Ricky Whittle will play Shadow Moon in TV adaptation of American Gods.

Diverse Casting Done Right: The 100’s Ricky Whittle Snags the Lead in American Gods

Diverse Casting Done Right: The 100’s Ricky Whittle Snags the Lead in American Gods

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Jan. 30 2016 3:53 PM

Diverse Casting Done Right: The 100’s Ricky Whittle Snags the Lead in American Gods

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Ricky Whittle.

Photo by Frazer Harrison/Getty Images for The Wrap

It’s a good day when news of a truly diverse casting choice comes along, especially on the heels of one of the weirdest casting decisions in recent memory. Starz has announced the lead in its upcoming Neil Gaiman adaptation American Gods: The ex-convict Shadow Moon will be played by Ricky Whittle, who plays the brooding “Grounder” Lincoln on the CW’s sci-fi series The 100.

Based on Gaiman’s novel, American Gods tells the elaborate story of the world’s warring gods and goddesses who manipulate mankind to their benefit throughout their reigns. Whittle’s character “becomes bodyguard and traveling partner to Mr. Wednesday, a conman but in reality one of the older gods.” In the novel, Shadow is racially ambiguous; he’s described as having “coffee and cream skin” and “light gray eyes”; his father is a mystery central to the story, and his mother is possibly black or Native American.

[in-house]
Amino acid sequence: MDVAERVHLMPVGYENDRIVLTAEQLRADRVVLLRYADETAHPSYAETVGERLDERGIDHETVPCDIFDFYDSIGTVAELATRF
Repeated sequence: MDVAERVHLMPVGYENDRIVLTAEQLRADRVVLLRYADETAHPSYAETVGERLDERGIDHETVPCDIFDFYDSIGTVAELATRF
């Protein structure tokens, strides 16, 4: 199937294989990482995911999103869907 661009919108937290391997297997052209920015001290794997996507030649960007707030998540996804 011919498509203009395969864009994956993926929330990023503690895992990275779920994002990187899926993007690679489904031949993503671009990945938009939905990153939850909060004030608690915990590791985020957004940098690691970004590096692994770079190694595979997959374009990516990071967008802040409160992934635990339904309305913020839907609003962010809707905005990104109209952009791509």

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When casting for the series began, producer Bryan Fuller noted that all the producers wanted “a very ethnically diverse cast. That’s important to all of us. We have to be moving forward with a representation that is accurate to the world…there’s no excuse with American Gods.” Happily, rather than white-washing the series’ lead role, as some major films and TV shows have done in the past, producers cast an actor of color in the part.

American Gods is, at its heart, a book about immigrants, and it seems perfectly appropriate that Shadow will, like so much else, be coming to America,” Gaiman said in a statement. “I’m delighted Ricky will get to embody Shadow. Now the fun starts.”

It’s a refreshing counter to the odd-ball casting news of earlier this week, with white Brit Joseph Fiennes be playing Michael Jackson. While Whittle’s casting can’t undo the unfortunate Fiennes decision (how do we get that undone, by the way?) it is a step in the right direction.

Casey Cipriani is a New York-based arts and entertainment journalist who has written for IndieWire, Vulture, Refinery29, the New York Times, the New York Daily News, Women and Hollywood, and Bustle.